Should you be concerned if your baby’s eyes shake?
Nystagmus is a condition where the eyes shake involuntarily. It can appear in babies and children as early as 6 weeks and present as a vertical, horizontal, or even a rotary shake. If you notice your baby’s eyes shaking, it’s important to remain calm but you should bring your child to a pediatric eye doctor for a thorough exam.
Congenital vs. Acquired Eye Shake
When eye shake appears early in life – typically within the first 3 months – it’s referred to as congenital nystagmus and can often be paired with sensory nystagmus and a decrease in vision. In a baby, this could be a sign of a possible cataract, glaucoma, optic nerve hypoplasia or severe strabismus (crossed eyes). Some of these conditions can be treated to avoid long-term vision problems if diagnosed early enough, so it’s imperative to bring your baby in for an exam quickly.
While it can still show up in babies and children, acquired nystagmus shows up later in life and is often the symptom of another condition or disease such as multiple sclerosis, stroke, or early trauma.
Nystagmus can also be inherited through dominant, recessive and x-linked inheritance. Patients with inherited nystagmus tend to have better vision.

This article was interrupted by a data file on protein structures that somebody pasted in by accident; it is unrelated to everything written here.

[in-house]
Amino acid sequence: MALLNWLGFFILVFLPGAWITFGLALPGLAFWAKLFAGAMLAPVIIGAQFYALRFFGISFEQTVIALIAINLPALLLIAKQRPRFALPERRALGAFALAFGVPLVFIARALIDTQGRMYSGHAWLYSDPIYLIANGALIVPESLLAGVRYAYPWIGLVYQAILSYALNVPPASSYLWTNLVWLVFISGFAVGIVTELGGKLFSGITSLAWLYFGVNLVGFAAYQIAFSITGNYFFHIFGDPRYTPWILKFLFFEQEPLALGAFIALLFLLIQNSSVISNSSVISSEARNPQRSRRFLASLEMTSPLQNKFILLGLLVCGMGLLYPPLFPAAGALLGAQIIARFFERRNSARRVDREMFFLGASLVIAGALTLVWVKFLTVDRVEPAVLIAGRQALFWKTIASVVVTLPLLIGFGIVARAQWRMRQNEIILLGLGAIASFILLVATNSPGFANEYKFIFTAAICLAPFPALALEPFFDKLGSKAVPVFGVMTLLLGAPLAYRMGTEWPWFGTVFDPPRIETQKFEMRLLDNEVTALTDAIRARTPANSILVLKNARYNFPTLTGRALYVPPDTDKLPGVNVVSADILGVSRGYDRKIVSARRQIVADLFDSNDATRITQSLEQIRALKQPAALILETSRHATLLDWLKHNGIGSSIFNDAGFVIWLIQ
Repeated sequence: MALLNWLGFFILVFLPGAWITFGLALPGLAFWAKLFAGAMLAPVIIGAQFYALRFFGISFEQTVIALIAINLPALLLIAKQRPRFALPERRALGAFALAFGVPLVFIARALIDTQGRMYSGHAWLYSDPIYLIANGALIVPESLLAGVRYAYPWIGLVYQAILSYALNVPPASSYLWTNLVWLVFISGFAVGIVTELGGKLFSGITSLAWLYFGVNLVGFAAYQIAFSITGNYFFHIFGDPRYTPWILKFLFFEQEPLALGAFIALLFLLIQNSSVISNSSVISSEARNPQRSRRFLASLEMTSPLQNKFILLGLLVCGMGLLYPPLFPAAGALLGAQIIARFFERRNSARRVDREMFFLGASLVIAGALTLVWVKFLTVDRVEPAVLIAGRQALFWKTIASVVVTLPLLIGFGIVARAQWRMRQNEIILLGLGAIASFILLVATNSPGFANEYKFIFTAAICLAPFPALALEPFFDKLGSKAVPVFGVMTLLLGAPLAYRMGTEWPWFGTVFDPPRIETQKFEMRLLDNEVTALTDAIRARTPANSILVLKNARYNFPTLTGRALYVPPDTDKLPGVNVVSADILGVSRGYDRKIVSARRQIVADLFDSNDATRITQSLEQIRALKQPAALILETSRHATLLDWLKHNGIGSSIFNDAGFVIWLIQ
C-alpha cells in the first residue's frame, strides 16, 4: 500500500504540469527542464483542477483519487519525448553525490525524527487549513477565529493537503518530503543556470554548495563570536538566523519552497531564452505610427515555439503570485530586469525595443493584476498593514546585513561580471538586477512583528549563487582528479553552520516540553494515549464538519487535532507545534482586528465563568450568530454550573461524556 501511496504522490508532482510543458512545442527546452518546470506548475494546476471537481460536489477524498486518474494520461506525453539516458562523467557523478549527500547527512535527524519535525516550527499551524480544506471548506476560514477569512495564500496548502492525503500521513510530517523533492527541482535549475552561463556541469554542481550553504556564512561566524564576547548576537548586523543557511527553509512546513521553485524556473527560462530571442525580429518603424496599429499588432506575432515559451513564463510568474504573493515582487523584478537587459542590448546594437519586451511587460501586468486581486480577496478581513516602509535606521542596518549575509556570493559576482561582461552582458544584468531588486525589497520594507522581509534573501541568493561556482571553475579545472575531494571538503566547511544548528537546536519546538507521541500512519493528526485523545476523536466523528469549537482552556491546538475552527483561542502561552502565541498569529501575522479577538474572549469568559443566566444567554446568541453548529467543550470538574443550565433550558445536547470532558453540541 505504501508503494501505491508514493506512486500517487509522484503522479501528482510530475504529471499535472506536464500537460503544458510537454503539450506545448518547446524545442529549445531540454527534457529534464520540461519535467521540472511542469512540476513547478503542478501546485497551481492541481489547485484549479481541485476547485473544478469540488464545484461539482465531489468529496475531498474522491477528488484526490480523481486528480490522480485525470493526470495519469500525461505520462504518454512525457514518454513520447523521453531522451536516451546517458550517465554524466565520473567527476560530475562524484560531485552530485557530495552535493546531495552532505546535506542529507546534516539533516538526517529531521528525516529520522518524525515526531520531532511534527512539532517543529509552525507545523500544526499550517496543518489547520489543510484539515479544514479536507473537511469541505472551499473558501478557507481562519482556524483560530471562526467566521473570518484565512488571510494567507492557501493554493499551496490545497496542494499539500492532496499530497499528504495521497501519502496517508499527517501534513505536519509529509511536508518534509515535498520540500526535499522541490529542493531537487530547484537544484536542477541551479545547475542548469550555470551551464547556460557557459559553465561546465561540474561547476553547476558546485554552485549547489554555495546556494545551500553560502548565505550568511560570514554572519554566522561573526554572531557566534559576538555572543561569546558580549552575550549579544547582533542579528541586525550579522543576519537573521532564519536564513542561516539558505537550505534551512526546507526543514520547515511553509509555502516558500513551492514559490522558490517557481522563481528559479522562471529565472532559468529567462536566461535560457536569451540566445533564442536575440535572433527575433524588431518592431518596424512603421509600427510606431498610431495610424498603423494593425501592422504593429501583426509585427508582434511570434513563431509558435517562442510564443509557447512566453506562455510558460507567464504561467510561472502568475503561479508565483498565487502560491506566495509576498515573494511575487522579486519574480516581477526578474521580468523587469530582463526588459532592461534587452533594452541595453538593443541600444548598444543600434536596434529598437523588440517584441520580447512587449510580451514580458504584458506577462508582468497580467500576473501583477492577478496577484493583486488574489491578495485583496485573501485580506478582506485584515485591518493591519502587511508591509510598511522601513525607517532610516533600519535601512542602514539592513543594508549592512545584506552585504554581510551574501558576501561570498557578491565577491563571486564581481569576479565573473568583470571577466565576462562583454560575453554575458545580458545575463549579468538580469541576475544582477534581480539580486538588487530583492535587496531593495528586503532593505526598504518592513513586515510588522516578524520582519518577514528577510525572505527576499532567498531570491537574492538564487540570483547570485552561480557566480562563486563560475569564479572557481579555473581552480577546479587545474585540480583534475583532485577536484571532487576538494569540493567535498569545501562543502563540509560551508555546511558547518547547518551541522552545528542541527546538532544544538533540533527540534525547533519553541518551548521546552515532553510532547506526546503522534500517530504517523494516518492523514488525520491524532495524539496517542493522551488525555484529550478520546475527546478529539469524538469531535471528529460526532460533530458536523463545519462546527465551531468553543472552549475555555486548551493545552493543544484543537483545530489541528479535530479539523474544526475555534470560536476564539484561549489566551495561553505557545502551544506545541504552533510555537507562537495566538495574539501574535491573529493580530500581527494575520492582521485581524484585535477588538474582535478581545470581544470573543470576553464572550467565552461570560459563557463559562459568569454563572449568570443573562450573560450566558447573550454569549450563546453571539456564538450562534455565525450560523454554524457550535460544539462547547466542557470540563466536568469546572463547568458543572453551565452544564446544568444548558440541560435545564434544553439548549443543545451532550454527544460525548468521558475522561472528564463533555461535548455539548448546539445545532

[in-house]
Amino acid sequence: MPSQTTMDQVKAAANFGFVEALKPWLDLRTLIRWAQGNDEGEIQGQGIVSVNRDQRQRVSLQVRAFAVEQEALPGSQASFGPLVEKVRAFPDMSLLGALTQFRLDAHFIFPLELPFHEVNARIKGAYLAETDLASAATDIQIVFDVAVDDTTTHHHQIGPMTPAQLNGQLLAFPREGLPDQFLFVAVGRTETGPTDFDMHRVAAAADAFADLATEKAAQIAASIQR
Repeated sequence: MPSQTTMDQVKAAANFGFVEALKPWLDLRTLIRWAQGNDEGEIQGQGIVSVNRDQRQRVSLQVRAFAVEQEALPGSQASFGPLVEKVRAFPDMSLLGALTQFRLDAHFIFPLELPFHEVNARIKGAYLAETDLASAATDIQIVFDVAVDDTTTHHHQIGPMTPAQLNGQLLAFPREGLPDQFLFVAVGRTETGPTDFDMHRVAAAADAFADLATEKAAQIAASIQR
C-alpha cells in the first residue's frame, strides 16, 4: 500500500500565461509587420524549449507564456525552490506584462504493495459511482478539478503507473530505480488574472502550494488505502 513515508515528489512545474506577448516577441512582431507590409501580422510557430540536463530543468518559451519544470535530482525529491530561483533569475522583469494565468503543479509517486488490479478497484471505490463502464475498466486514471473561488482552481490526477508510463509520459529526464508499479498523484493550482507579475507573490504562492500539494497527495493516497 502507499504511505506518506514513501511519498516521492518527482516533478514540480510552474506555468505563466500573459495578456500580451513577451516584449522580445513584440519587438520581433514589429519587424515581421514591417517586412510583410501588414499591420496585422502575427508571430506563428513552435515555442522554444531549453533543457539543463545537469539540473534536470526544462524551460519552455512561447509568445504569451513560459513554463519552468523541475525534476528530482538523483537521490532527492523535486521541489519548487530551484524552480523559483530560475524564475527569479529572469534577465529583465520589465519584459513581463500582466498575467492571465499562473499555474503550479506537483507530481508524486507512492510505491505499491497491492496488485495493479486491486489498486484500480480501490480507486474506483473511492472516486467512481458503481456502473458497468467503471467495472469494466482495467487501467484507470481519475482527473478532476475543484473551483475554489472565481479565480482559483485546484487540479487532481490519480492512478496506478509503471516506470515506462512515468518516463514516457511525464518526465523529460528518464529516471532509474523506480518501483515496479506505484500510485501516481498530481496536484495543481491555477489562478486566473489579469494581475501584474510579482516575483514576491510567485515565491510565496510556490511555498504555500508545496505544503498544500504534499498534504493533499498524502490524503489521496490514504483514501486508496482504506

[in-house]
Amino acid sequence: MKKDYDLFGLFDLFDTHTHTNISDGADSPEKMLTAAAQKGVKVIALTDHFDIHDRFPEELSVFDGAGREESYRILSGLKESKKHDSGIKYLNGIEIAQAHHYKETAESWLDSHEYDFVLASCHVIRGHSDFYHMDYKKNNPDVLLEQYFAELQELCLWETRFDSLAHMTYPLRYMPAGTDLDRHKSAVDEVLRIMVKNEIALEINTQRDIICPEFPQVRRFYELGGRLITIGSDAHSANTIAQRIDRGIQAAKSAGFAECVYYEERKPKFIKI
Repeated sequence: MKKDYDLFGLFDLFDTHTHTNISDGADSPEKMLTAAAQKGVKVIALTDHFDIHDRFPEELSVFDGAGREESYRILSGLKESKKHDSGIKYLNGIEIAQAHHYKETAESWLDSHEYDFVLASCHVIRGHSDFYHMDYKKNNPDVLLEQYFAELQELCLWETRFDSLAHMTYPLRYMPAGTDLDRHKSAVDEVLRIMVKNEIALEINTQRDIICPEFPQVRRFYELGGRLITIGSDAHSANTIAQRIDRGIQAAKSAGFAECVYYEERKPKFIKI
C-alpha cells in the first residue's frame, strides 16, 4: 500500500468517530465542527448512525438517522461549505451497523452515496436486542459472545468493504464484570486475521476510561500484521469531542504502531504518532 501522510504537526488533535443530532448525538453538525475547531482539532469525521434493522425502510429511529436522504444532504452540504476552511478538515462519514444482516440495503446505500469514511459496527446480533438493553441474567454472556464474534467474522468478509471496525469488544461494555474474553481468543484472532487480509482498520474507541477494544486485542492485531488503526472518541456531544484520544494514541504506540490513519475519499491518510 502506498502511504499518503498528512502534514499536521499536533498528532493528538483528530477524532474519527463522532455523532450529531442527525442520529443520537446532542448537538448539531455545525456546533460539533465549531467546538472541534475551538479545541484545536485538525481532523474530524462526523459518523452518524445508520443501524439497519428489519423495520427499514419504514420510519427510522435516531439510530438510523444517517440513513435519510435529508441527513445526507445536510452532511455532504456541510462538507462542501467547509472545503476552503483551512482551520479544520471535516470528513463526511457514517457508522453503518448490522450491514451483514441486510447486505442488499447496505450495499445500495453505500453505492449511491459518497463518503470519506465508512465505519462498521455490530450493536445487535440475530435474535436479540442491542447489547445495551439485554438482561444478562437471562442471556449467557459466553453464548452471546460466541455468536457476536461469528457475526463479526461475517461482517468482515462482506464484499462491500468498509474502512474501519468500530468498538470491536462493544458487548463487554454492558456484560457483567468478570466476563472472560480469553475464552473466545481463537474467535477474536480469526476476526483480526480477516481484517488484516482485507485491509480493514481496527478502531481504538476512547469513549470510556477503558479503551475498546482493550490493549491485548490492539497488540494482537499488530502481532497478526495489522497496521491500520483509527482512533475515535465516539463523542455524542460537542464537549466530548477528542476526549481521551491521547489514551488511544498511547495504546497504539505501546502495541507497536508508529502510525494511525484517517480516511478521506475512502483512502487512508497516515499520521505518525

Risks and Side Effects
Babies with nystagmus can suffer from a wide array of retinal/optic nerve disorders including:
- optic nerve hypoplasia
- Leber’s congenital amaurosis
- retinal coloboma
- Ocular albinism
Systemic disorders can also occur but are more common in patients with acquired nystagmus. These issues include:
- brain tumor
- fetal alcohol syndrome
Living with Nystagmus
All nystagmus patients have some degree of impaired sight but that impairment can vary greatly from person to person. Many people will acquire what’s called a null point, or a head position which when held, can help decrease the amount of eye shaking. If this position is awkward, strabismus surgery can be done to move that position closer to a straight ahead, comfortable gaze.